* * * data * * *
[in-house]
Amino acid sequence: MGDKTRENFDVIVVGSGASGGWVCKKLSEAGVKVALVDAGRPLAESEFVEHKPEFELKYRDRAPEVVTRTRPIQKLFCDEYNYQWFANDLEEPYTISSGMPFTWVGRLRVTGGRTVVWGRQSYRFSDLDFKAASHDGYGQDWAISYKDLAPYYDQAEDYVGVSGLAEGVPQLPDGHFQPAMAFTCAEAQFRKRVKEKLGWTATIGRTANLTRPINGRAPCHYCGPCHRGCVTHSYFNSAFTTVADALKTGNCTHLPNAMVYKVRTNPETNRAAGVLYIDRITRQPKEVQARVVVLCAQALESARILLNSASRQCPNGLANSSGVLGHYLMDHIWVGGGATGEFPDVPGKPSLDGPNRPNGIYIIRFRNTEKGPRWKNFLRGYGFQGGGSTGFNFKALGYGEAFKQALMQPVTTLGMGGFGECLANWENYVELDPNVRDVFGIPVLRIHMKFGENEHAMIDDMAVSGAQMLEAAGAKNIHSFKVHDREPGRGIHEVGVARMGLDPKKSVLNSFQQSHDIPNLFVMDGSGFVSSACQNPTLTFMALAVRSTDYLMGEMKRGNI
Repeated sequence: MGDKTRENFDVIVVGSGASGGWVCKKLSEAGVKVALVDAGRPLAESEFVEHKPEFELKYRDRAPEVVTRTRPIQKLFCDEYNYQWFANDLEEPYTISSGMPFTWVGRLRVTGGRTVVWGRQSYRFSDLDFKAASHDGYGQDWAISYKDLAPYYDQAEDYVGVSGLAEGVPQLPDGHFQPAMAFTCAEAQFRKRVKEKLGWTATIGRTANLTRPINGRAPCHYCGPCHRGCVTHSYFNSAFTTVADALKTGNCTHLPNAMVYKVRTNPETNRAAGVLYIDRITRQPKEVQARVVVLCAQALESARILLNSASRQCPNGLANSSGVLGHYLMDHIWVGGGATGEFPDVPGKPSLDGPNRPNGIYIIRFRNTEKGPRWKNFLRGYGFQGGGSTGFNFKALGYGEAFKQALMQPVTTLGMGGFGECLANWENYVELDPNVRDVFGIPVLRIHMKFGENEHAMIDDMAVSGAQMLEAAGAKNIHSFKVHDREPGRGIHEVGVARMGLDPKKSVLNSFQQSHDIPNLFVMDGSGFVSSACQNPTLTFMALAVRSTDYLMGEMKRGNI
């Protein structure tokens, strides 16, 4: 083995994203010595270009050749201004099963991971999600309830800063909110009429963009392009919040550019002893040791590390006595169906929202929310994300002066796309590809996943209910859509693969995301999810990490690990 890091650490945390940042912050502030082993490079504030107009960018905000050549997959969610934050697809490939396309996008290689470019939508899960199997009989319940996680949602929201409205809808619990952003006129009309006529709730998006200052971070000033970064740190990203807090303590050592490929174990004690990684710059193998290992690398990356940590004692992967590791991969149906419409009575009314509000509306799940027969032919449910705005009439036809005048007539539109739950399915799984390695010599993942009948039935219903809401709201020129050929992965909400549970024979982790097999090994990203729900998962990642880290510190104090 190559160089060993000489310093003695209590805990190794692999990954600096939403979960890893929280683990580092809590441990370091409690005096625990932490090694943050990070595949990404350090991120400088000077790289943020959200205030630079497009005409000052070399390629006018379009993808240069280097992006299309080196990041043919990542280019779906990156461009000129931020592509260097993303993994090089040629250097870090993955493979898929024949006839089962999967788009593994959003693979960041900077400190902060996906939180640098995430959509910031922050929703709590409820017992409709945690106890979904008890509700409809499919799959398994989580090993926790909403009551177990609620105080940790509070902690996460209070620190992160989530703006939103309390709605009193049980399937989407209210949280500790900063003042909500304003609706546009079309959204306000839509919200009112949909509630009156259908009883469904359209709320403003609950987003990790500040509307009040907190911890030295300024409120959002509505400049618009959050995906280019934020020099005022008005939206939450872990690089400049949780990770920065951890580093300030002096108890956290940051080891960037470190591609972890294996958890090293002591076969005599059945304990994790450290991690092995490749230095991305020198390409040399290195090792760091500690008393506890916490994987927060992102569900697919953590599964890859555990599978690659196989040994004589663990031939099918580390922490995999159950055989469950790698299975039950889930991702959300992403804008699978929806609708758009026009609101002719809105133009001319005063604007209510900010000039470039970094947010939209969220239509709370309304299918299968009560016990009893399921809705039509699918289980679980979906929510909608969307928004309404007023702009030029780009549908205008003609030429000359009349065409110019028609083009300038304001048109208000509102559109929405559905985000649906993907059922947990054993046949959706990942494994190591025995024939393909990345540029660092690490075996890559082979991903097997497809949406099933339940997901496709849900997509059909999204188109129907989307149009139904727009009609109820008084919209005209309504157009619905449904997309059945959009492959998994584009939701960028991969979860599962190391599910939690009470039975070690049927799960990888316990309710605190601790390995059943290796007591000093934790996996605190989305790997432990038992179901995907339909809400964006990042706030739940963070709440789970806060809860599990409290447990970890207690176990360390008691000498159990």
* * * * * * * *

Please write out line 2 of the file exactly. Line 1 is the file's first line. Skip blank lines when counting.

Amino acid sequence: MGDKTRENFDVIVVGSGASGGWVCKKLSEAGVKVALVDAGRPLAESEFVEHKPEFELKYRDRAPEVVTRTRPIQKLFCDEYNYQWFANDLEEPYTISSGMPFTWVGRLRVTGGRTVVWGRQSYRFSDLDFKAASHDGYGQDWAISYKDLAPYYDQAEDYVGVSGLAEGVPQLPDGHFQPAMAFTCAEAQFRKRVKEKLGWTATIGRTANLTRPINGRAPCHYCGPCHRGCVTHSYFNSAFTTVADALKTGNCTHLPNAMVYKVRTNPETNRAAGVLYIDRITRQPKEVQARVVVLCAQALESARILLNSASRQCPNGLANSSGVLGHYLMDHIWVGGGATGEFPDVPGKPSLDGPNRPNGIYIIRFRNTEKGPRWKNFLRGYGFQGGGSTGFNFKALGYGEAFKQALMQPVTTLGMGGFGECLANWENYVELDPNVRDVFGIPVLRIHMKFGENEHAMIDDMAVSGAQMLEAAGAKNIHSFKVHDREPGRGIHEVGVARMGLDPKKSVLNSFQQSHDIPNLFVMDGSGFVSSACQNPTLTFMALAVRSTDYLMGEMKRGNI